Once again, we rolled into camp, the tents were set up, showers were taken, chargers were plugged in and thoughts turned towards dinner and beverages....

Tonight though instead of joining the regular routine of sitting down to a beer and waiting for the caterers to get dinner ready, Tracy, Jay, John, Jerry and I decided to head down the street to a little Mexican restaurant for dinner and a pitcher (or several) of margaritas.

After a delicious dinner, we walked back to camp and as I have done every night this week, I crawled into my sleeping bag as soon as the weather got chilly and was asleep before 9pm once again.

Monday, October 26, 2009

Day 4 Big Sur to San Simeon - 64.6 miles 5080ft of climbing

Last night, I’m pretty sure I spent the whole night with my tent in front of a lumber mill… least that’s how it sounded with the guy directly behind me snoring like a chainsaw. As a result, this morning, I’m moving a little slower than normal. Adding to the misery is the fact that breakfast is off-site at the restaurant up the road.
That’s ok though, soon enough I have the gear packed up and over by the truck and am ready to go when the pump Tracy is using decides to rip the entire stem off his tube...this just gets better and better...and all before I even get any coffee. I’m pretty sure I didn’t see this in the brochure.

Soon enough though, we’ve finished breakfast and are headed out on a nice cool morning. I’m a little concerned about not having my arm warmers on, until I realize the first few miles of this morning’s ride are all uphill.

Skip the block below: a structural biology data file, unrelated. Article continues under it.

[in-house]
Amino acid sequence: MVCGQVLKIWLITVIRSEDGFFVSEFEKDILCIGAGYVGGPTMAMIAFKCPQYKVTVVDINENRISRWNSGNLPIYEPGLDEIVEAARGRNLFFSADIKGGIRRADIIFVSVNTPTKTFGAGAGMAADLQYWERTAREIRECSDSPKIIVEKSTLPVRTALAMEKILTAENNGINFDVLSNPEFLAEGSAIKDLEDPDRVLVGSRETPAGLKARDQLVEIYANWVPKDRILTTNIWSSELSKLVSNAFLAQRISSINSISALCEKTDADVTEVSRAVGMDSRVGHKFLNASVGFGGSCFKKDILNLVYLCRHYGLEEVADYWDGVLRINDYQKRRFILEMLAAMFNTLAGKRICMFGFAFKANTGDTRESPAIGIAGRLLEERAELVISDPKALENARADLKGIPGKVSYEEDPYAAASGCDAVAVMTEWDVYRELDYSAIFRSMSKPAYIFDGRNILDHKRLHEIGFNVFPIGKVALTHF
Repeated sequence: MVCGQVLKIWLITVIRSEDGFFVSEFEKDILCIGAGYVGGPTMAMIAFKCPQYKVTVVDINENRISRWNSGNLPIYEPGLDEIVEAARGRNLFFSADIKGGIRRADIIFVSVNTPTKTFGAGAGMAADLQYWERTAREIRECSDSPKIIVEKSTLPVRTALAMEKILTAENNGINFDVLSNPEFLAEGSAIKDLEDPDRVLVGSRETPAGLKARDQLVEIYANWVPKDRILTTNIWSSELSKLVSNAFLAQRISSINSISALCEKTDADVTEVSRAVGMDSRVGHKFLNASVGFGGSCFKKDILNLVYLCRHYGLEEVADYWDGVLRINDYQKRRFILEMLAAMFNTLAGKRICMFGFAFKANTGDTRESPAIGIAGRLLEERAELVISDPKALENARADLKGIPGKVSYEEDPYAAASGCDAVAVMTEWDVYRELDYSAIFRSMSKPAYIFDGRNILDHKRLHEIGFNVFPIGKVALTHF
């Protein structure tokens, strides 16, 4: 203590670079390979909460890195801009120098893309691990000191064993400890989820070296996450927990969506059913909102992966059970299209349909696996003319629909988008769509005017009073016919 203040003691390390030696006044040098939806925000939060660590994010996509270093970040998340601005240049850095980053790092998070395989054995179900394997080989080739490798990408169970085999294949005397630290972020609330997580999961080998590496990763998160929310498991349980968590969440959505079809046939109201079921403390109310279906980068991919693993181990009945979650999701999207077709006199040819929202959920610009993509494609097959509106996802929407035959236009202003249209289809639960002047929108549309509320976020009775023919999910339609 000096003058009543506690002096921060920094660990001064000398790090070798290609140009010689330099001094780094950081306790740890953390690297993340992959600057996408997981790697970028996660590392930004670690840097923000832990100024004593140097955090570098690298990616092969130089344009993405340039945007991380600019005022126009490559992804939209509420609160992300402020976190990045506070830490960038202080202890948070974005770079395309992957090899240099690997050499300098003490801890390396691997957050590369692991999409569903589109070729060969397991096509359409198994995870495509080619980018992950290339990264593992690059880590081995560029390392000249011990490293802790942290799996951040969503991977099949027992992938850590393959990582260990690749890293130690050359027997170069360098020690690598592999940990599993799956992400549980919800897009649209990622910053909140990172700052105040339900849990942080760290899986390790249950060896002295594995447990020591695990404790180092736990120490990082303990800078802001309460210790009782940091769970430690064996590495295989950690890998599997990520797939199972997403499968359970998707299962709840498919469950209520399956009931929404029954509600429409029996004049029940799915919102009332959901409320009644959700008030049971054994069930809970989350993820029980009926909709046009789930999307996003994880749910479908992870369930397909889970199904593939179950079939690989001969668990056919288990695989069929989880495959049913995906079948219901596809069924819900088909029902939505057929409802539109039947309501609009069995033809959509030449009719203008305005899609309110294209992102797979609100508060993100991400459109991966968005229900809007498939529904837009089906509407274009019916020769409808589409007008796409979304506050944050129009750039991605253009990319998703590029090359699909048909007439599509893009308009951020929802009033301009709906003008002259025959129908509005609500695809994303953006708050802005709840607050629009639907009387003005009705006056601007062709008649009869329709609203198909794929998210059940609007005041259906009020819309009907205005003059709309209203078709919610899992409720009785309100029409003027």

I get a slow start and soon end up behind Tracy and ahead of Jerry and the gang. That’s ok though, sometimes it’s better to suffer in solitude and this morning’s climb while not really suffering, is definitely keeping my heart rate up and keeping my ability to chit-chat to a minimum.

Soon enough though, the climb is done. I stop at the top to take some photos and begin a nice fast descent. I spend the majority of the morning riding by myself which is actually pretty nice. All week long I’ve been hearing how today is the toughest day of the week, so setting my own pace and not killing myself trying to keep up with others is actually working out in my favor.

Occasionally I run into Jay at various turnouts and the rest stops, but when we start out again, he quickly pulls away as his pace is just a bit faster than I’m willing to go. Soon enough we get to the bottom of the first of two big climbs.

Having heard from people all week, how today is going to kill me, I’m surprised when I get to the top and actually feel pretty good. Of course, as we all know, the best part of any hill is the downhill portion and this one doesn’t disappoint.

The road is in good shape, traffic is light and I practically fly down, taking the entire lane and smiling from ear to ear and the joy of letting go and hanging on...

Too soon though, the fun ends and as I prepare to climb again, I pull over to take off my jacket and take a couple of pictures. It’s here that I realize my camera is gone. Totally bummed, I frantically check my jersey, look in the bento box, take everything out of my rear rack bag...yep, definitely gone.

If you know me, you can imagine, just what a drag this is. I take pictures of everything. I am never without my camera on a ride and to think I’m going to have to finish this ride without it, completely bums me out.

Well, without my camera as an excuse to stretch out my respite before the climb, I get on the bike and begin what I assume what will be the reason everyone has been psyching me out about the days adventure...the climb up to Ragged Point.